Multifarious pathologies of amyotrophic lateral sclerosis (ALS) have been studied, yet effective treatments
remain elusive. Abnormalities in motoneuron (MN) excitability remain the most tightly linked to disease path-
ogenesis. The central hypothesis of this proposal is that these abnormalities are not an epiphenomenon of
ALS, but rather an early pathophysiologic event that initiates the events leading to MN death. Paradoxically,
both MN HYPER- and HYPO-excitability changes have been seen at various disease stages, in multiple
lines of ALS mice. The lack of clarity on what roles hyper- and hypo-excitability changes play (i.e., neuropro-
tective or detrimental), and which ion channels underlie these changes, represents a critical barrier to the
development of more effective treatments. The rationale for this proposal is that understanding how hypo-
excitability mechanisms also contribute to the increasingly unstable MN environment will fill an important
gap in knowledge. The working hypotheses of this proposal are that: 1) Hyper- and hypo-excitable changes
in MN properties are not mutually exclusive, but can concurrently exist; 2) they represent fluctuations be-
tween disease and compensatory mechanisms; 3) their opposing effects cause excitability fluctuations that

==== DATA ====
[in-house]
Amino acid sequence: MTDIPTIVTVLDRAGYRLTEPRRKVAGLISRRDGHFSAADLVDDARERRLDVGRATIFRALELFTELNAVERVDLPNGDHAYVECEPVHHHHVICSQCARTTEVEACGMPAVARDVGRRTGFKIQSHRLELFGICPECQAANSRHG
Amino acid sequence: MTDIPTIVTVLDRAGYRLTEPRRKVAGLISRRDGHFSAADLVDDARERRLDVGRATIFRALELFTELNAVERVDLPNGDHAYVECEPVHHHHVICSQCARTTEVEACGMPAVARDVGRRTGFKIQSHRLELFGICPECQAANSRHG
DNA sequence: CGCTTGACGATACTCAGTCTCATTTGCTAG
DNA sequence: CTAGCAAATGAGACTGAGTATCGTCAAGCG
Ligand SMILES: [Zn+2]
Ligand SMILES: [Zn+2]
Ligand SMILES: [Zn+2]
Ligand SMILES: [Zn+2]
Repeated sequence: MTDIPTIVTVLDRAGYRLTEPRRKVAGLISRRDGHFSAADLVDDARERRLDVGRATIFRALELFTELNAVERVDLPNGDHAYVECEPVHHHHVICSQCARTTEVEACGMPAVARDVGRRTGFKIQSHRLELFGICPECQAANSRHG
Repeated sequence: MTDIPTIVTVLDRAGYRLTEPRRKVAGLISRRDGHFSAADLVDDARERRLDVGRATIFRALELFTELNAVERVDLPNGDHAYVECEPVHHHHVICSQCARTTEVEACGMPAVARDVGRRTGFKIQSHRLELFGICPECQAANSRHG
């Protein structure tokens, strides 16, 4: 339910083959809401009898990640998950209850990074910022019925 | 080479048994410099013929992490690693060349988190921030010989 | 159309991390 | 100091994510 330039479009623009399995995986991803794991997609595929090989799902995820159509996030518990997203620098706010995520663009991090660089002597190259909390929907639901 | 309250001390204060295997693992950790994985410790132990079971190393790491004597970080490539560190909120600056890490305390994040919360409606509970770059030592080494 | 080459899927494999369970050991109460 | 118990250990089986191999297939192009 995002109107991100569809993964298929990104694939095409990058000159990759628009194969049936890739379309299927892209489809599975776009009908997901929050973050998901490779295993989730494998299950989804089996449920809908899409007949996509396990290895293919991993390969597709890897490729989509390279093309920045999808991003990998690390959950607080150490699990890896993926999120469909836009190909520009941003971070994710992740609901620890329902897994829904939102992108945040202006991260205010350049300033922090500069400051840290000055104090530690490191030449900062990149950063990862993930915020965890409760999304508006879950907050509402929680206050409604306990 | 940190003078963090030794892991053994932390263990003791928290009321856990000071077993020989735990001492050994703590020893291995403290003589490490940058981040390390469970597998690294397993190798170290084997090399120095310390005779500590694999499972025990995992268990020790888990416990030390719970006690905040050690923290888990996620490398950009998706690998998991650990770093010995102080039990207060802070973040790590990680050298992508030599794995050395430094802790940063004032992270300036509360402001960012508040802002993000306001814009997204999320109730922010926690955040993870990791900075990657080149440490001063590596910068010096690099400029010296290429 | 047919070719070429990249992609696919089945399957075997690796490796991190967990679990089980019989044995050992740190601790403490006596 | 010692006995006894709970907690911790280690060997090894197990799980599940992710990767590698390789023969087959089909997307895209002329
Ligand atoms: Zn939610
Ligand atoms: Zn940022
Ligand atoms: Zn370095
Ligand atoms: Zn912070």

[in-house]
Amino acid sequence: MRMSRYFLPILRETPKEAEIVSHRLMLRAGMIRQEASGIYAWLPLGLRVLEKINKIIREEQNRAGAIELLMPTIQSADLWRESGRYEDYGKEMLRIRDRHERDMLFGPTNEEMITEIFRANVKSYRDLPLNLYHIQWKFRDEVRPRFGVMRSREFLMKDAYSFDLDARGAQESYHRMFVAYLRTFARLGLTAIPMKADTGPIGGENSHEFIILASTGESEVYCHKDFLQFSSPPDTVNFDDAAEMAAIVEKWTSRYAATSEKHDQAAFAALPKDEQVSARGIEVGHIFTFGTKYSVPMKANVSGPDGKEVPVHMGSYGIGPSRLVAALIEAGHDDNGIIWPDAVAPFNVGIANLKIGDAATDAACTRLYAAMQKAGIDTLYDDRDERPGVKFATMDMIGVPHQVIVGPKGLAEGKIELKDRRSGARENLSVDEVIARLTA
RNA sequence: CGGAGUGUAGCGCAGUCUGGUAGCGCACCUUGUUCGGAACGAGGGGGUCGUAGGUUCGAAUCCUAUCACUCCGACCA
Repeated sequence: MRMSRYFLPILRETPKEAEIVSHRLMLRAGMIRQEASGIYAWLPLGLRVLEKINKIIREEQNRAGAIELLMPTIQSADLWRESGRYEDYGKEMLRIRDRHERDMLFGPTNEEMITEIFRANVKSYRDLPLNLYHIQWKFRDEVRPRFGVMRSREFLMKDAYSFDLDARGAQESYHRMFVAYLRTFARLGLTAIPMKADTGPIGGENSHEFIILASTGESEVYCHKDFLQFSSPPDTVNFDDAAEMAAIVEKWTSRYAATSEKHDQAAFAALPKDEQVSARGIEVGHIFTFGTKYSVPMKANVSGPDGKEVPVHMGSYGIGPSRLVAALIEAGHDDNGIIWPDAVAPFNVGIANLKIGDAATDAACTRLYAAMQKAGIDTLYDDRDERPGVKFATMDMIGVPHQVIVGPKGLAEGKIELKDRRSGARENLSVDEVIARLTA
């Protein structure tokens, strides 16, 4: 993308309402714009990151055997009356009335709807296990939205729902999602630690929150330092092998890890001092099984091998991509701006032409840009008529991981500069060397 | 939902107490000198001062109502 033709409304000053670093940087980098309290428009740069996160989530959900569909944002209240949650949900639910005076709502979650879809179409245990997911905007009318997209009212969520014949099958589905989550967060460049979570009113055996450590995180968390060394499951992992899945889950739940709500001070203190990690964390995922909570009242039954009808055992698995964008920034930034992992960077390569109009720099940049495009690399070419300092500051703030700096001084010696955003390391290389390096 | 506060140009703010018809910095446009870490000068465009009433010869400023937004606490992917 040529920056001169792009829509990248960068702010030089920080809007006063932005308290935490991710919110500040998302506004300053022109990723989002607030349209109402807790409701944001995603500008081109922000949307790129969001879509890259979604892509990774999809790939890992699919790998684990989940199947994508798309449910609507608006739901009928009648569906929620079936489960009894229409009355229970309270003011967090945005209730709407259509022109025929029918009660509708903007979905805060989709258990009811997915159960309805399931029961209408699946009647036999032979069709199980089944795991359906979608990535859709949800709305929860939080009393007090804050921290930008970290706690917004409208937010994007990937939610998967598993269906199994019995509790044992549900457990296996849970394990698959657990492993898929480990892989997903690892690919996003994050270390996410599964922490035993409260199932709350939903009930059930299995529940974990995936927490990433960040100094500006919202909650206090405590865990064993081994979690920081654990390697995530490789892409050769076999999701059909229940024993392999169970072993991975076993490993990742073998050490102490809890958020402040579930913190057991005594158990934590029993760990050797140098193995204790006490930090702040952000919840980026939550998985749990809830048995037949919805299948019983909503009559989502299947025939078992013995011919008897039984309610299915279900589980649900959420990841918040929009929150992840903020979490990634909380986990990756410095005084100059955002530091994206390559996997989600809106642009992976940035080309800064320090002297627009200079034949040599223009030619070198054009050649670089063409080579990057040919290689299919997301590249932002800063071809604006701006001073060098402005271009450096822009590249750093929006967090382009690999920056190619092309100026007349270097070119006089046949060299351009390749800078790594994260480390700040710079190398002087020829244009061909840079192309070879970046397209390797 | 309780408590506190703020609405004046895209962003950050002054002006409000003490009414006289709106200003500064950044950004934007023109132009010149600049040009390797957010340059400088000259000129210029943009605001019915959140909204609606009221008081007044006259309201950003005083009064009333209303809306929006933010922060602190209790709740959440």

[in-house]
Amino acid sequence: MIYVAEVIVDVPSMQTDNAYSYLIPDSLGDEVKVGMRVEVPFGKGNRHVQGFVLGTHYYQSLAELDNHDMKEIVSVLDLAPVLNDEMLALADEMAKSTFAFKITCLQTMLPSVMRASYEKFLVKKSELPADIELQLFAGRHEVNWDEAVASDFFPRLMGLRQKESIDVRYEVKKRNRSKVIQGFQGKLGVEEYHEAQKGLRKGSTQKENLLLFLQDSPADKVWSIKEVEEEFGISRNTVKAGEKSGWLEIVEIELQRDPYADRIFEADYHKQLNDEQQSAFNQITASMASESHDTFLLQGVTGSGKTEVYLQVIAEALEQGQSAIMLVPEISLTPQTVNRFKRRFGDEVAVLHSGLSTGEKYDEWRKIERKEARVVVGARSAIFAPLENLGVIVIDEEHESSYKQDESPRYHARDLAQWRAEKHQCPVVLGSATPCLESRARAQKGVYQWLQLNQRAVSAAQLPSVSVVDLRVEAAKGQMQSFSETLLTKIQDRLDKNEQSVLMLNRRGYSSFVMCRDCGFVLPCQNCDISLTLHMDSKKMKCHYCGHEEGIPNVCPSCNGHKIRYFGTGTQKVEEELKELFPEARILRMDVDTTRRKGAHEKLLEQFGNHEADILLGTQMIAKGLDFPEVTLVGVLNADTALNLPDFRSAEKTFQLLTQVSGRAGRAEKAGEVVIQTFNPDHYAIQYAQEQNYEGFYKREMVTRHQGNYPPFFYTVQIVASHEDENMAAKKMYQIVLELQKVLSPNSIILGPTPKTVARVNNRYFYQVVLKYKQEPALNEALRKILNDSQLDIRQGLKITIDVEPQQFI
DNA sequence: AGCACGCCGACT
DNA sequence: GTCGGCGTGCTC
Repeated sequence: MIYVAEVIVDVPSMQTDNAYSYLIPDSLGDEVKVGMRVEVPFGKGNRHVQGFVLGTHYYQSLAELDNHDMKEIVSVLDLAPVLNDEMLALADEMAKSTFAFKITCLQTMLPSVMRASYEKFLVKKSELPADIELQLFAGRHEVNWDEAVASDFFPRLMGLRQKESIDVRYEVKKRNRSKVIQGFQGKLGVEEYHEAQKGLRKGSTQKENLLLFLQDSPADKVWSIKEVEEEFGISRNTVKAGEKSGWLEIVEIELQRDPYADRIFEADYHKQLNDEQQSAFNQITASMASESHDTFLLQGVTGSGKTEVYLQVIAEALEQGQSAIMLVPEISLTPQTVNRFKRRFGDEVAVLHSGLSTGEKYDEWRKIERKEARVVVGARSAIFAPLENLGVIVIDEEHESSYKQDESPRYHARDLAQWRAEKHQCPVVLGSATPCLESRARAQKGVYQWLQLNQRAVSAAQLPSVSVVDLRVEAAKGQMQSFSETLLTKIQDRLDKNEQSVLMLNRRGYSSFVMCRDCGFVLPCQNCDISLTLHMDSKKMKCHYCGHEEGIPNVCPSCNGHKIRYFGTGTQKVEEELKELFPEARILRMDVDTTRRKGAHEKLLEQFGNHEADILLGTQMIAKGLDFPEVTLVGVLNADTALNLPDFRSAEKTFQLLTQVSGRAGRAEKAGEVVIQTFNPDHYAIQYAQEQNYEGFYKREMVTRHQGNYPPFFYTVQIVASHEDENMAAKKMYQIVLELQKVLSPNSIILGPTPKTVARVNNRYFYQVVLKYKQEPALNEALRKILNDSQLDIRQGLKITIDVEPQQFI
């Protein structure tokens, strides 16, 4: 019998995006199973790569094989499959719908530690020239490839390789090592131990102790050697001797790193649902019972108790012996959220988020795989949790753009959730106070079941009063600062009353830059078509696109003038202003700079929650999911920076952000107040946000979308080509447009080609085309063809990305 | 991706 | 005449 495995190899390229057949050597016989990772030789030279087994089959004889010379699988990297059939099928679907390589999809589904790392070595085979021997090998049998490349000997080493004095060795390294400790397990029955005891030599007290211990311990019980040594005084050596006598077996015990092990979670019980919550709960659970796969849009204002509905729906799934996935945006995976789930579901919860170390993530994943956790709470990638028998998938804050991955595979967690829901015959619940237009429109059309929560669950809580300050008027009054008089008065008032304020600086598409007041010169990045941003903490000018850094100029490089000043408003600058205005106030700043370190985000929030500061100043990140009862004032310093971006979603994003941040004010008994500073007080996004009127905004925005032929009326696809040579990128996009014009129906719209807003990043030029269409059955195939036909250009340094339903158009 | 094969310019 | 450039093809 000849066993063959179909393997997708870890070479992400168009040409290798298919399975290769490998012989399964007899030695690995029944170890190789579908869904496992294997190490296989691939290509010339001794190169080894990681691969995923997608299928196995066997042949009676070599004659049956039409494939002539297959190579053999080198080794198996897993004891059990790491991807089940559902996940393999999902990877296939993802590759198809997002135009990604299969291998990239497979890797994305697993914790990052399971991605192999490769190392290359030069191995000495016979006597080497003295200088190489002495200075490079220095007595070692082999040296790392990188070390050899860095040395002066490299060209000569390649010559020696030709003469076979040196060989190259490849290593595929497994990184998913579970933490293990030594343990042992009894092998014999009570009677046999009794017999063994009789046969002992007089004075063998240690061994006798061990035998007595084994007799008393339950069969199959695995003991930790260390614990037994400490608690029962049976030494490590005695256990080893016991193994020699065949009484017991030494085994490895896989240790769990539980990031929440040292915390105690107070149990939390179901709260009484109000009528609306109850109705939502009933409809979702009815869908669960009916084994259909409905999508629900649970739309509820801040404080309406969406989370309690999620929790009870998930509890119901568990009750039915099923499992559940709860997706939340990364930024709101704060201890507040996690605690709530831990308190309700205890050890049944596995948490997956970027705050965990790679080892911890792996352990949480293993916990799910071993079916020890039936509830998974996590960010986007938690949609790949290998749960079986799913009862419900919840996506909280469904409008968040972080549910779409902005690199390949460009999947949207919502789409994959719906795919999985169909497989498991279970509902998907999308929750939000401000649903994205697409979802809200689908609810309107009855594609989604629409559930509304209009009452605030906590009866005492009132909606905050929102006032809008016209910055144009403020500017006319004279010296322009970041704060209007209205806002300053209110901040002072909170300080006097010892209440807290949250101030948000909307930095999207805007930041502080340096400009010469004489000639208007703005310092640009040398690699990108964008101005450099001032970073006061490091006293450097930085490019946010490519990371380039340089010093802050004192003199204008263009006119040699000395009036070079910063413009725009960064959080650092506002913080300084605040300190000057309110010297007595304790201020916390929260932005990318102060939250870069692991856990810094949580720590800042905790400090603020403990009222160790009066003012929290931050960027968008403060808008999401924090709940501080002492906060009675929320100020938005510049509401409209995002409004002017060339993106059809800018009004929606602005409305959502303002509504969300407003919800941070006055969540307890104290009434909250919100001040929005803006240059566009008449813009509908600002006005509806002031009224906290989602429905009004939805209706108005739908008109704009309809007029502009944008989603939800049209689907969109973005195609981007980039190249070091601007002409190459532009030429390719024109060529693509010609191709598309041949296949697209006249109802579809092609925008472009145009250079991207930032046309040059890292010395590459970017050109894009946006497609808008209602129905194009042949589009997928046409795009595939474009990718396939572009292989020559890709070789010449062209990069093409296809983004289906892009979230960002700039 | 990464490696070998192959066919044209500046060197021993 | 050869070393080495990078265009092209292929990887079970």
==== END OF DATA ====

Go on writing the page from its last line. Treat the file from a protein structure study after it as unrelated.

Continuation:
are initially manageable; but then escalate in magnitude, eventually leading to MN death; and 4) under-
standing the ionic mechanisms underlying both hyper- and hypo-excitability changes can lead to drug tar-
gets for stabilization of MN excitability to prevent MN death. The hypotheses will be tested via these Aims:
Aim 1: Determine the form of motoneuronal excitability dysregulation at symptom onset, A large array of
electrical and anatomical cell properties that modulate excitability will be measured in G93A ALS mouse
MNs vs. wild-type (WT) MNs.
Aim 2: Identify the cellular mechanisms mediating MN hypo-excitability via computational modeling. High-
fidelity computer models will analyze interactions of excitability properties; then predict likely mechanisms.
Aim 3: Empirically verify model predictions of reduced Kv2.1 channel activation in MNs and cortical neurons.
Electrophysiology, immunohistochemistry, and Western blot experiments will assess the activation and ex-
pression levels of ion channels in ALS vs. WT MNs at four key disease stages.
If verified, these data would provide the first evidence of concurrent hypo- and hyper-excitability within MNs
in ALS, thereby providing a novel mechanism of excitability dysregulation in ALS and frontotemporal lobar
degeneration dementia (FTD).